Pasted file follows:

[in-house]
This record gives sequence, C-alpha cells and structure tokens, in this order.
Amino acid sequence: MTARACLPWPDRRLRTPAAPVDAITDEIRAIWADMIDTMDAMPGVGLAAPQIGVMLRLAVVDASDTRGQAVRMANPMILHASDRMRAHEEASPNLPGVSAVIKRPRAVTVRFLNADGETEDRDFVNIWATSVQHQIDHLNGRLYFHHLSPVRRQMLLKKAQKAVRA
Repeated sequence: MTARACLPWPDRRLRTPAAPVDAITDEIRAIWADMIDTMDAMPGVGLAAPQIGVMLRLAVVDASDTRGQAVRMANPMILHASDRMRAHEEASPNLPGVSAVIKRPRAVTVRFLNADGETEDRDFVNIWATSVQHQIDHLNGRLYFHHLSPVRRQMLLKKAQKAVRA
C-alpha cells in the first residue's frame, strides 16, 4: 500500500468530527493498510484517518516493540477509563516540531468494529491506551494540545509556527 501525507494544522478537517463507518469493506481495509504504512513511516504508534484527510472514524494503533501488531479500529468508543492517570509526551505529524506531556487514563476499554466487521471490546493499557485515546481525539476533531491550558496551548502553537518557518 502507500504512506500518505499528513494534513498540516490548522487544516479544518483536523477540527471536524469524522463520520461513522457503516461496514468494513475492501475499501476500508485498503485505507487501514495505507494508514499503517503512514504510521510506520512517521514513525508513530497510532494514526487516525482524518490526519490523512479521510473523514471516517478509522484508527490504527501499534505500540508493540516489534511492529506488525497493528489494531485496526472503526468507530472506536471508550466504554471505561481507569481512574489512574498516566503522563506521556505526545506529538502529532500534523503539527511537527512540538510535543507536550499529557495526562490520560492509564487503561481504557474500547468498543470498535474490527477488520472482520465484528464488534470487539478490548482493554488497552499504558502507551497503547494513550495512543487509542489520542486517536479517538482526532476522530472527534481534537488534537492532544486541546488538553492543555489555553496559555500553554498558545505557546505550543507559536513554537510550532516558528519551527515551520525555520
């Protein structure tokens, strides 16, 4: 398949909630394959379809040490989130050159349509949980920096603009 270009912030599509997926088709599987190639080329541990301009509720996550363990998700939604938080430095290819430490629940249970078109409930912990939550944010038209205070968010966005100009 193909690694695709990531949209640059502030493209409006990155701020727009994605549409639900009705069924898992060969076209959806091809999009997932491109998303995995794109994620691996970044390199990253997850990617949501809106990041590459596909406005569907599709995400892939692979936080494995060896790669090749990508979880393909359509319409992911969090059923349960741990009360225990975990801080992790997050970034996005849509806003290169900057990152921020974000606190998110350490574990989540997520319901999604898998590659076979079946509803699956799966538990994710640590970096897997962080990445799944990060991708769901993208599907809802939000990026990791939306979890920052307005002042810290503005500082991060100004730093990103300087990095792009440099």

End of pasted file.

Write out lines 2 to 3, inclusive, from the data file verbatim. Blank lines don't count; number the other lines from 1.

This record gives sequence, C-alpha cells and structure tokens, in this order.
Amino acid sequence: MTARACLPWPDRRLRTPAAPVDAITDEIRAIWADMIDTMDAMPGVGLAAPQIGVMLRLAVVDASDTRGQAVRMANPMILHASDRMRAHEEASPNLPGVSAVIKRPRAVTVRFLNADGETEDRDFVNIWATSVQHQIDHLNGRLYFHHLSPVRRQMLLKKAQKAVRA